This year’s crop of ‘Nutcrackers’ require major pivots for local ballet companies

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Imagine being on stage during a professional ballet production of “The Nutcracker.”

Fantasy and reality would collide.

There would be scenes not visible from any theater seat, like the raised eyebrows of the Cavalier, as he lifts the Sugar Plum Fairy into the air, or the sweat glistening on the forehead of the Russian dancer as he demonstrates the athletic prowess of the exuberant trepak, or folk dance.

Instead of watching from a distance, one could see the defined musculature of the dancers responding to the complex demands of the music, and the rich hues of satin corsets, glistening tulle and jeweled bodices.

City Ballet choreographer Geoff Gonzalez, who is helping to present “A Masquerade Nutcracker” this month as both a streaming event and as a live, drive-in production at the Del Mar Fairgrounds, says that audiences will enjoy a “more immersive experience.”

“The idea behind everything we have been filming in digital format is to shoot it so that you would never be able to see it that way unless you were a dancer, live onstage,” says Gonzalez, who is known for his rendition of last year’s popular “Carmina Burana.”

“Watching ballet is usually frontal and two dimensional, so I used my gut instincts to show people a 360-degree format. It’s really exciting for me to have you see it from all perspectives and angles because there is so much more life in the movement and in the human touch. You are so close that you can feel that energy.”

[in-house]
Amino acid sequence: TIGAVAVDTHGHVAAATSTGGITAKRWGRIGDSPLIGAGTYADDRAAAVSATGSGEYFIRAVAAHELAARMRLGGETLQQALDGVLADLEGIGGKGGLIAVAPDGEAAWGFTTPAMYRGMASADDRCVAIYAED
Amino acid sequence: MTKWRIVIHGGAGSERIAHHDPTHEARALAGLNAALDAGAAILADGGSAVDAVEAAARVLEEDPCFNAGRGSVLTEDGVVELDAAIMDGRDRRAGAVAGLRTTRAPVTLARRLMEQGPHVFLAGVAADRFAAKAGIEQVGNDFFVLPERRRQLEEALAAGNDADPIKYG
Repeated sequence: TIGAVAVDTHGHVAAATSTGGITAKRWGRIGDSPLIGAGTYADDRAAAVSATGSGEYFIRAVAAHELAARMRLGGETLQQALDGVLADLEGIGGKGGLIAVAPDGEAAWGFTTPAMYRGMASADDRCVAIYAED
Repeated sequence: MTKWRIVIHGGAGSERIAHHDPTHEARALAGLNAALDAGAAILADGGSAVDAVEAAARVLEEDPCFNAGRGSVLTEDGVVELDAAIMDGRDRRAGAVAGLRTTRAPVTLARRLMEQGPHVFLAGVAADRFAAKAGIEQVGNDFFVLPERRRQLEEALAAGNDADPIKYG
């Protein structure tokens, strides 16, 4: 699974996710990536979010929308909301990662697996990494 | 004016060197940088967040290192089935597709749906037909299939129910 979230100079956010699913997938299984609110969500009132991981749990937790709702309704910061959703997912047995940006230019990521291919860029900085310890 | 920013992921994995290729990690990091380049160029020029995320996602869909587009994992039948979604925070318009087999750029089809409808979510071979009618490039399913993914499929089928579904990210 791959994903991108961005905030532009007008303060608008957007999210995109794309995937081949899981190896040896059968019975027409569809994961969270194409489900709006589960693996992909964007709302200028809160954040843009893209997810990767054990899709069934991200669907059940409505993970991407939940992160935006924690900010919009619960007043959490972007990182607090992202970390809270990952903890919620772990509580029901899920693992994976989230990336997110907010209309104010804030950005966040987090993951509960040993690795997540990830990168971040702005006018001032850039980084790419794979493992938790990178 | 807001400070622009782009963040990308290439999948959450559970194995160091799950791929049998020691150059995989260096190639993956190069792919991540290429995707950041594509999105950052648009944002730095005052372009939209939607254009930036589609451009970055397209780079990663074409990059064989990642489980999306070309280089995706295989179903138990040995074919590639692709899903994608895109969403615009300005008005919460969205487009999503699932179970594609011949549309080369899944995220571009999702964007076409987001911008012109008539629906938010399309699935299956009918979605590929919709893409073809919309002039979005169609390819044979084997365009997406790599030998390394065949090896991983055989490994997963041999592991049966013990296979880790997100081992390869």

City Ballet of San Diego, founded in 1993 by the husband-and-wife team of Steven and Elizabeth Wistrich, brings “A Masquerade Nutcracker” to the stage as part of the aptly named “Season Like No Other.”

It’s a family-run operation with daughter and principal ballerina Ariana Gonzalez playing the Sugar Plum Fairy and her husband, Geoff, assuming multiple roles, dancing the parts of the Nutcracker Prince and Clara’s dad, in addition to being resident choreographer and now, videographer.

Like every dance organization in San Diego, the pandemic has forced unexpected and often uncomfortable changes.

Everyone in “A Masquerade Nutcracker,” for example, wears a tailored mask that matches his or her costume, which is particularly demanding for dancers performing athletic movement.

But some challenges have opened the door for new perspectives and enhanced creativity — especially in the digital realm.

City Ballet invested in new technology and professional filmmaking equipment, and on its website, one can purchase tickets to view the season’s online dance productions through 2021.

Assisting with filming responsibilities is dancer and videographer Jaroslav Richters, who Gonzalez refers to as “his number one” when it comes to managing multiple camera shots.

Richters was born in the Czech Republic, trained in Prague, and in addition to filming video, he performs in “A Masquerade Nutcracker” as the Russian dancer and as Mother Ginger, the character on stilts wearing a giant skirt.